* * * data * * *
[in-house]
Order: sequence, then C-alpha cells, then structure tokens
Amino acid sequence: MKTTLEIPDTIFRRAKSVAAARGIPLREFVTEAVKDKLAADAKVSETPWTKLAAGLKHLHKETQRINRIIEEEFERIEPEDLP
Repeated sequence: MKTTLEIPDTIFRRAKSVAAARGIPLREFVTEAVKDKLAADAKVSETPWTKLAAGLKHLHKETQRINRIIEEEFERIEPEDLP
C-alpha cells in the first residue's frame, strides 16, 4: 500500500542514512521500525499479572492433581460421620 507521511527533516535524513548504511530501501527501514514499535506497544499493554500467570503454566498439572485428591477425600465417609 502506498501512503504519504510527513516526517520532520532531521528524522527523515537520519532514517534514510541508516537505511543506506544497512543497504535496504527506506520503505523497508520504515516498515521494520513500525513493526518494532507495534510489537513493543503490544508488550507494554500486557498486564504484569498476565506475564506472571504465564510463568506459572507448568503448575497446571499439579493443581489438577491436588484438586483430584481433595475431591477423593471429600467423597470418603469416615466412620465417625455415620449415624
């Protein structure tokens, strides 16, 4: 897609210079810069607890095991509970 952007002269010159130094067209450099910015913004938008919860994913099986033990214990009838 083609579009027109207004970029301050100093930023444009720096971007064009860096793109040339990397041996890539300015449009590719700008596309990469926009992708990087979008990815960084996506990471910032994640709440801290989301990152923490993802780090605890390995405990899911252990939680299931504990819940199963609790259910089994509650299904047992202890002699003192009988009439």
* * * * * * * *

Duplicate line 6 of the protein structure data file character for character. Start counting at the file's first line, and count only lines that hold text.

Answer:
């Protein structure tokens, strides 16, 4: 897609210079810069607890095991509970 952007002269010159130094067209450099910015913004938008919860994913099986033990214990009838 083609579009027109207004970029301050100093930023444009720096971007064009860096793109040339990397041996890539300015449009590719700008596309990469926009992708990087979008990815960084996506990471910032994640709440801290989301990152923490993802780090605890390995405990899911252990939680299931504990819940199963609790259910089994509650299904047992202890002699003192009988009439």